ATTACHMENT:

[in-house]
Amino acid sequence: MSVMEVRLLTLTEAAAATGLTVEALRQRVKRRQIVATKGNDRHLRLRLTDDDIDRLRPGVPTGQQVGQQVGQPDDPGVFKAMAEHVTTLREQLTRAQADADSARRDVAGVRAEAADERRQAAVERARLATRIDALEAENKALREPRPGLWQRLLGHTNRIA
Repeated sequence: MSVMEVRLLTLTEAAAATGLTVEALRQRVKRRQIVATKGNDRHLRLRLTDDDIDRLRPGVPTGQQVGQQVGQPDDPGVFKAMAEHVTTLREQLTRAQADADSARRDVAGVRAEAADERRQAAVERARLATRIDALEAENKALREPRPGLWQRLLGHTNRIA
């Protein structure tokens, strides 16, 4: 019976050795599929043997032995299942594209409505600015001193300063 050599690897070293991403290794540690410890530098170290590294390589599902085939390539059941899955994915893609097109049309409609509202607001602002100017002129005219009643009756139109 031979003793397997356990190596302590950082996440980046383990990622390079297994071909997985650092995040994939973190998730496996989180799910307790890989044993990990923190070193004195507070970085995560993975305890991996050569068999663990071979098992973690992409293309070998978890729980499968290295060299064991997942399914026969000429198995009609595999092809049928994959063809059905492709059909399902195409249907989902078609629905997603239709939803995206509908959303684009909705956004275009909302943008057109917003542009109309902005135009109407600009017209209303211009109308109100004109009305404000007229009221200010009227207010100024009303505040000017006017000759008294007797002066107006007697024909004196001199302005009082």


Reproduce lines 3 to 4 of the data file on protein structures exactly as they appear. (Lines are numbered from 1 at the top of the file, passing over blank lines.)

Repeated sequence: MSVMEVRLLTLTEAAAATGLTVEALRQRVKRRQIVATKGNDRHLRLRLTDDDIDRLRPGVPTGQQVGQQVGQPDDPGVFKAMAEHVTTLREQLTRAQADADSARRDVAGVRAEAADERRQAAVERARLATRIDALEAENKALREPRPGLWQRLLGHTNRIA
């Protein structure tokens, strides 16, 4: 019976050795599929043997032995299942594209409505600015001193300063 050599690897070293991403290794540690410890530098170290590294390589599902085939390539059941899955994915893609097109049309409609509202607001602002100017002129005219009643009756139109 031979003793397997356990190596302590950082996440980046383990990622390079297994071909997985650092995040994939973190998730496996989180799910307790890989044993990990923190070193004195507070970085995560993975305890991996050569068999663990071979098992973690992409293309070998978890729980499968290295060299064991997942399914026969000429198995009609595999092809049928994959063809059905492709059909399902195409249907989902078609629905997603239709939803995206509908959303684009909705956004275009909302943008057109917003542009109309902005135009109407600009017209209303211009109308109100004109009305404000007229009221200010009227207010100024009303505040000017006017000759008294007797002066107006007697024909004196001199302005009082």